Eventually the path was good enough to run again, heading along Flordd Las. It was soft and muddy. It was good. I felt stronger on this down hill than all the rest. I think it was the knowledge that the final Checkpoint and the coke I craved was just a few miles away. I could see runners all ahead, like individual targets to chase down and pass. And I did. One by run I sought them out and caught them. Until I got some serious cramp on the inside of my right quad. Normally in races, and earlier in this one, when I get cramp I power through. But this one was worse than I’ve felt before. I had to stop. A runner passed me and offered help to stretch have me, I told him it would be OK and I hobbled on behind him. I then felt so bad when he slipped in the mud and fell in front of me. It was funny to watch but I sensed it hurt and he was annoyed. He refused my assistance too and we carried on.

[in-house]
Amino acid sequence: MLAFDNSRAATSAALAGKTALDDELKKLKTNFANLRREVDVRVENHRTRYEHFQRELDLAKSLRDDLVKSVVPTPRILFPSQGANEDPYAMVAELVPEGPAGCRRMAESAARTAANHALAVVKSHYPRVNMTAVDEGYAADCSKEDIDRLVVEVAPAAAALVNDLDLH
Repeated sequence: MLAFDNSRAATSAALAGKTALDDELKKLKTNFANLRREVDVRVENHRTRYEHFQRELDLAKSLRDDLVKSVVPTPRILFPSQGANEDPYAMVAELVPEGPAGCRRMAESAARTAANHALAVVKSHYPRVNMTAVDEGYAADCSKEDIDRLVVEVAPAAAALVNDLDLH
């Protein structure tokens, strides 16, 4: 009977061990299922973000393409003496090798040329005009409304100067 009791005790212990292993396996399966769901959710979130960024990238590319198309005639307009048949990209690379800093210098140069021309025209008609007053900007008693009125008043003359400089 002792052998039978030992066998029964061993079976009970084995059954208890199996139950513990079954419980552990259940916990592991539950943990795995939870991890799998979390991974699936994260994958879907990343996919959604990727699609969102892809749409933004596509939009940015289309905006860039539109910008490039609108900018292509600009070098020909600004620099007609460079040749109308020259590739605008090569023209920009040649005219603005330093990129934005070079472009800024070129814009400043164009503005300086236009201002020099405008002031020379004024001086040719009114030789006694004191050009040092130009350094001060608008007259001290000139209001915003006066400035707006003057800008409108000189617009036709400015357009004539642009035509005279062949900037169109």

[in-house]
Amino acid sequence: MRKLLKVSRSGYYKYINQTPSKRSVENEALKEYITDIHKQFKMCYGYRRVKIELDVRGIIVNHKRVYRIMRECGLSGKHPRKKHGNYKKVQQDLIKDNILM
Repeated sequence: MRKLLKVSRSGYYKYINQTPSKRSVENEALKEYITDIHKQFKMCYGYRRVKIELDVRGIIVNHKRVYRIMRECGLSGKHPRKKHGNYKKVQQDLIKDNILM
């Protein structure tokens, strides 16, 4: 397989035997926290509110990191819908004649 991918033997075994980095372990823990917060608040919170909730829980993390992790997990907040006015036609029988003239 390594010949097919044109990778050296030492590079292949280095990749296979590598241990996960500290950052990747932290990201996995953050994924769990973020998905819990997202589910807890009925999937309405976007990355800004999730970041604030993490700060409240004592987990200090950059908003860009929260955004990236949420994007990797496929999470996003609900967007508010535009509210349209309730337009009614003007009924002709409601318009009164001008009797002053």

We crossed through some fields and painful climbed over some stye before the oasis of Checkpoint 5 presented itself. It was busy. We were all grabbing at the coke and sweets. Spirits were high and a lot of thanks to the volunteers were given. I checked, we had 6 kms to go, down hill and along the river. I text my parents, eta somewhere between 30-40 min. Onwards for the last time.
As we headed to Pencelli, where we’d pick up the Taff Trail back to the finish (start) I passed along and chatted to more runners. We were all on the high of knowing it was the final stretch. Along the river I picked some more targets and chased them down. A few would stop to walk and I felt like doing the same. It had been 7 hours. I was fatigued and my mind was ready to give up. I kept fighting the urge to walk. I was on race mode again, unnecessarily not wanting to lose a position in the final standings. Pointless, but that competitiveness kept me going. Up ahead another runner and a little incline as the path split, we were being directed off the path. I had the idea I’d stop st the top and have that walk. Only, I asked how long left a land I was told 300m. This changed my mind. There would be no stopping now!